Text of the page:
two blocks toward the ocean and one block toward the bridge is an enormous cathedral. looking up, it looks like a church, in the middle it looks like a castle, and on the bottom, at the sidewalk level, it looks like a courthouse. the church is like a dream of a church and it's beautiful and it chimes the hour every hour. i can hear it from my kitchen. it's how i know what i just did and what i'm supposed to be doing next. i always count the chimes  but they're always wrong, a little more indecisive than you'd think, for a church. i walk up the stairs sometimes, mostly at night or on rainy mornings, and cup my face with my palms to the thick glass eyes of its heavy wooden doors.  
mostly when i go there it's like the church is sleeping.  
it's like the church is sleeping like you might picture a mountain sleeping. breathing, heaving its big belly in slumber. a belly full of old wooden pews, musty identical books with pages thin as a film of ash, and lit candles. what would a church dream about? maybe women who walk with pigeons perched on the tips of each of their fingers. maybe people talking with their eyes closed. maybe a coastline of crumbled saints, a cathedral-sized hole to fall into. maybe the church dreams of itself washing up on the beach like a sunken ship. misplaced in history. maybe prayer-beads that speckle the shoreline like barnacles, or squirm into the sand and disappear like snails. what.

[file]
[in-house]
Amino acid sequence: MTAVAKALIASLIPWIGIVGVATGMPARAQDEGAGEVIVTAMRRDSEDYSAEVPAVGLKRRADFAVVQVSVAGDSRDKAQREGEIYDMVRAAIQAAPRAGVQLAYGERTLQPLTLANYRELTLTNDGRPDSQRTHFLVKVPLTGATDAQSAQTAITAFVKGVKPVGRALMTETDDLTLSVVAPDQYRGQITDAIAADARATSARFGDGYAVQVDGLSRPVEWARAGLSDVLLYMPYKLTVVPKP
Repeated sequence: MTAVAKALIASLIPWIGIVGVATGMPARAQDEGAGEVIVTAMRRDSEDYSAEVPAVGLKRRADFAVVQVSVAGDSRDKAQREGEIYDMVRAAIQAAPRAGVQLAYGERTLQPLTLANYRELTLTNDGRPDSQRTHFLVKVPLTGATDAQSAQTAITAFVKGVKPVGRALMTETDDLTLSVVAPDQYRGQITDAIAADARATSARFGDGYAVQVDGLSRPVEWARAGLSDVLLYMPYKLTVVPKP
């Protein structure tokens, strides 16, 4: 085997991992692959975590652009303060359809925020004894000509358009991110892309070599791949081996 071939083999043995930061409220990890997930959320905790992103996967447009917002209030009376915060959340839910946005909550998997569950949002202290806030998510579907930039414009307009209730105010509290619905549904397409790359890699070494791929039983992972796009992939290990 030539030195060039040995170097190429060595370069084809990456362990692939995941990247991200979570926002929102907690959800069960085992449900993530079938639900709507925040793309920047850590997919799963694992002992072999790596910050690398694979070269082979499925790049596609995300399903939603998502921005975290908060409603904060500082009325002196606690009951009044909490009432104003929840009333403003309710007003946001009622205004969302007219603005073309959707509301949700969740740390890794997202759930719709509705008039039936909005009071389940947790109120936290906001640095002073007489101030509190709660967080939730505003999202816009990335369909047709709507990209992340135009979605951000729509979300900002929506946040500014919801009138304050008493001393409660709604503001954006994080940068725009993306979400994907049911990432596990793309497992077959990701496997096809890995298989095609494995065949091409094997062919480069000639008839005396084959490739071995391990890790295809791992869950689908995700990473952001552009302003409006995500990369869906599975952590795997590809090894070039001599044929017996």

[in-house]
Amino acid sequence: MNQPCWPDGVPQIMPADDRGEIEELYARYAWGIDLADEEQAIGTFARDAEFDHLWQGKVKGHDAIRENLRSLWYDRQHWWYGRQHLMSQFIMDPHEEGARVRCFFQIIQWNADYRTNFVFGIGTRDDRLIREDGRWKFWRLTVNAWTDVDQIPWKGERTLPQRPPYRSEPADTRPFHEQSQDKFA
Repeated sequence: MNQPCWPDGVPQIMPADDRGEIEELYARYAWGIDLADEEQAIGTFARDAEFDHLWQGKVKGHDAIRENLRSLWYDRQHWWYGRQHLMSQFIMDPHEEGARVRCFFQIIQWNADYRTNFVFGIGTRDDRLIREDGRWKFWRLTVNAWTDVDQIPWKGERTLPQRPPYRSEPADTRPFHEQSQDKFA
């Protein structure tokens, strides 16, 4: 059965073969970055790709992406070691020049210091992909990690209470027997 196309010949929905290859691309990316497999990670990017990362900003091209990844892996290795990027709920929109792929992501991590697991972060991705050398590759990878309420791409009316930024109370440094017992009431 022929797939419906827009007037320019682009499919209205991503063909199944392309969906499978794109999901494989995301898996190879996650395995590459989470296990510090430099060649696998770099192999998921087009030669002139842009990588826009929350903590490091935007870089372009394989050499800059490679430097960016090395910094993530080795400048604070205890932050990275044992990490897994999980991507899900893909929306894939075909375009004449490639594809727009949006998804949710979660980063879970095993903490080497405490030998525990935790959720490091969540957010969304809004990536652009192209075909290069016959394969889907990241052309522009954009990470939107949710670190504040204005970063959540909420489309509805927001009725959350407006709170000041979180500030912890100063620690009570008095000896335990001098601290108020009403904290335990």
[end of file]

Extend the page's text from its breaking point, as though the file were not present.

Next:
when i look through the glass it's dark in there, and cradles the feeling of having been scrubbed in hollow quiet for a hundred years. when i look in there nothing is ever moving, a big warm world of invisible mystics holding their breath, enchanted static, a spell is cast over the elements, soft-scuffed wood and colored glass subtled with smoke ring, mumbles, the soft indent of the knee in between its bones. deaf and dumb to puddles of morning forming at the shallow roots of my feet. if i step away, it always seems windier here than anywhere else in the city.  
once i saw him sitting in the elbow of a very tall cypress tree, with a ukulele. i had been looking for him. "what the hell are you doing all the way up there?" i called out. he was swinging his legs like a little boy with a striped tee-shirt in an old photograph. "this is payback for your last poem." he called back, grinning, strumming, bridging two familiar melodies i couldn't quite place. i hung around and picked berries at the base of the trunk, humming, sulking.